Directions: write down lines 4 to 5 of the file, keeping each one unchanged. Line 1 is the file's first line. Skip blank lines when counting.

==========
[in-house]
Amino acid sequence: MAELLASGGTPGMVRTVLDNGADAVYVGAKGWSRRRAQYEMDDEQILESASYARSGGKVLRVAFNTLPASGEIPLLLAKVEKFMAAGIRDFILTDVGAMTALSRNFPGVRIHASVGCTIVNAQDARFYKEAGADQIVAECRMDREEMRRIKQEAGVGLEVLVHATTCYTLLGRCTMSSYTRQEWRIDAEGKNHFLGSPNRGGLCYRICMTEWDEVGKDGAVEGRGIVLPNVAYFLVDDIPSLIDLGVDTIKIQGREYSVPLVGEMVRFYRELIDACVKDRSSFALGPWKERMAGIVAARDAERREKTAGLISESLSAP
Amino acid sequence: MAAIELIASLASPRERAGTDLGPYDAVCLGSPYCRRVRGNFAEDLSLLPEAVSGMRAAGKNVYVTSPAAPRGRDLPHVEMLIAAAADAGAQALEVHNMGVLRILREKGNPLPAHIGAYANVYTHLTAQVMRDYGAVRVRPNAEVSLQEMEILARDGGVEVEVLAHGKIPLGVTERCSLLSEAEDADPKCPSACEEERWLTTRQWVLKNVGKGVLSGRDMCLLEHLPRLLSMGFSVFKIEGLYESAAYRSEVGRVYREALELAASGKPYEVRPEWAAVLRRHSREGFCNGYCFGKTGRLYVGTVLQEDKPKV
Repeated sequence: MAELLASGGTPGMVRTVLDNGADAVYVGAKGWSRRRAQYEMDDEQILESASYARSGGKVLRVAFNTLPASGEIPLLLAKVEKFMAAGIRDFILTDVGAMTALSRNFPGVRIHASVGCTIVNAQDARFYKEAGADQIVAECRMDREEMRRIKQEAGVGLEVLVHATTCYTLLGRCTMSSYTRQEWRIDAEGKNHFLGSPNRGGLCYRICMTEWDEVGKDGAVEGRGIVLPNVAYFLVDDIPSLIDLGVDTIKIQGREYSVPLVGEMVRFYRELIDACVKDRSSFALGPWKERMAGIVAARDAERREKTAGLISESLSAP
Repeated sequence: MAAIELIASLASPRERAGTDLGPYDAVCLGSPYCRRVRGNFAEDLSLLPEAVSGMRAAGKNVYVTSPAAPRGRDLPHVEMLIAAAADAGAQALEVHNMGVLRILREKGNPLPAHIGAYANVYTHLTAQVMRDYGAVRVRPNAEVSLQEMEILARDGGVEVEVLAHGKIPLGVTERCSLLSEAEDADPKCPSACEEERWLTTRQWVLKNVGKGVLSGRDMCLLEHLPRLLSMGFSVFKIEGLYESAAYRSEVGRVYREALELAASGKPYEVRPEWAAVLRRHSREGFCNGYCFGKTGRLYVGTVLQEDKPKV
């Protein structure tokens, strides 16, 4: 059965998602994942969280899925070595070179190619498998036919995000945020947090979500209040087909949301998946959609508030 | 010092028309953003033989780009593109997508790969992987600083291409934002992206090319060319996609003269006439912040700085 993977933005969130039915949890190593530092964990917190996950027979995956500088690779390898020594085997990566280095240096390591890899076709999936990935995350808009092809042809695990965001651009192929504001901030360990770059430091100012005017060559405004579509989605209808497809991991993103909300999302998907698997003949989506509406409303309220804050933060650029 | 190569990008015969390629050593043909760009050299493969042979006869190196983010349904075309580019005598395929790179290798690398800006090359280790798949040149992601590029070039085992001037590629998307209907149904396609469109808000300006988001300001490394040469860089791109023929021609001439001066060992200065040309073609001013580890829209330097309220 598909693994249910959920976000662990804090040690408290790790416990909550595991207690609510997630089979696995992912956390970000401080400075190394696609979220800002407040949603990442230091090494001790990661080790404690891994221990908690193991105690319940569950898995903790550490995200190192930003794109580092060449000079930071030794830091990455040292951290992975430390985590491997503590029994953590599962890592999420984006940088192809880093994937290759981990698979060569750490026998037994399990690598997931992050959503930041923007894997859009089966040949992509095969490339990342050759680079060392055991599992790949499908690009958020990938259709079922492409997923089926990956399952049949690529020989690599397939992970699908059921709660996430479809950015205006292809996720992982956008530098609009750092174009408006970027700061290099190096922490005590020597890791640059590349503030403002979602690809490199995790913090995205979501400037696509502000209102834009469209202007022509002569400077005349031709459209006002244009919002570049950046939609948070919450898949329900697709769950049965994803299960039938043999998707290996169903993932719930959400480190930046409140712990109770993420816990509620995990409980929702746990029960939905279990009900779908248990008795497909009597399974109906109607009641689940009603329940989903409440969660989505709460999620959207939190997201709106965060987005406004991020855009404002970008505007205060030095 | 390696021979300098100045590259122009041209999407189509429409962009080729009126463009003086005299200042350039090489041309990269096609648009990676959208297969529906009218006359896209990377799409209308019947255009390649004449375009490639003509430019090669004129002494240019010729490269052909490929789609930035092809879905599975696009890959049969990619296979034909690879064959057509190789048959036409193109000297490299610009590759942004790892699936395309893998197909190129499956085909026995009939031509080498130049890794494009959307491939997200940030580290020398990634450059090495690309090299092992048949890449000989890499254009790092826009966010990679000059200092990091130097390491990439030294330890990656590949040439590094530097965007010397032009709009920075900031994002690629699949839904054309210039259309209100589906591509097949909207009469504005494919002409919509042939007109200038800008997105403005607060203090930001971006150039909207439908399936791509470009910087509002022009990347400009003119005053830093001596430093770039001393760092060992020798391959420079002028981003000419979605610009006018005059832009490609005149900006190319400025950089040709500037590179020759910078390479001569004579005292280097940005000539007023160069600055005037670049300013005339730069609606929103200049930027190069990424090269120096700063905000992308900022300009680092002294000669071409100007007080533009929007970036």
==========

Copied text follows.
Repeated sequence: MAELLASGGTPGMVRTVLDNGADAVYVGAKGWSRRRAQYEMDDEQILESASYARSGGKVLRVAFNTLPASGEIPLLLAKVEKFMAAGIRDFILTDVGAMTALSRNFPGVRIHASVGCTIVNAQDARFYKEAGADQIVAECRMDREEMRRIKQEAGVGLEVLVHATTCYTLLGRCTMSSYTRQEWRIDAEGKNHFLGSPNRGGLCYRICMTEWDEVGKDGAVEGRGIVLPNVAYFLVDDIPSLIDLGVDTIKIQGREYSVPLVGEMVRFYRELIDACVKDRSSFALGPWKERMAGIVAARDAERREKTAGLISESLSAP
Repeated sequence: MAAIELIASLASPRERAGTDLGPYDAVCLGSPYCRRVRGNFAEDLSLLPEAVSGMRAAGKNVYVTSPAAPRGRDLPHVEMLIAAAADAGAQALEVHNMGVLRILREKGNPLPAHIGAYANVYTHLTAQVMRDYGAVRVRPNAEVSLQEMEILARDGGVEVEVLAHGKIPLGVTERCSLLSEAEDADPKCPSACEEERWLTTRQWVLKNVGKGVLSGRDMCLLEHLPRLLSMGFSVFKIEGLYESAAYRSEVGRVYREALELAASGKPYEVRPEWAAVLRRHSREGFCNGYCFGKTGRLYVGTVLQEDKPKV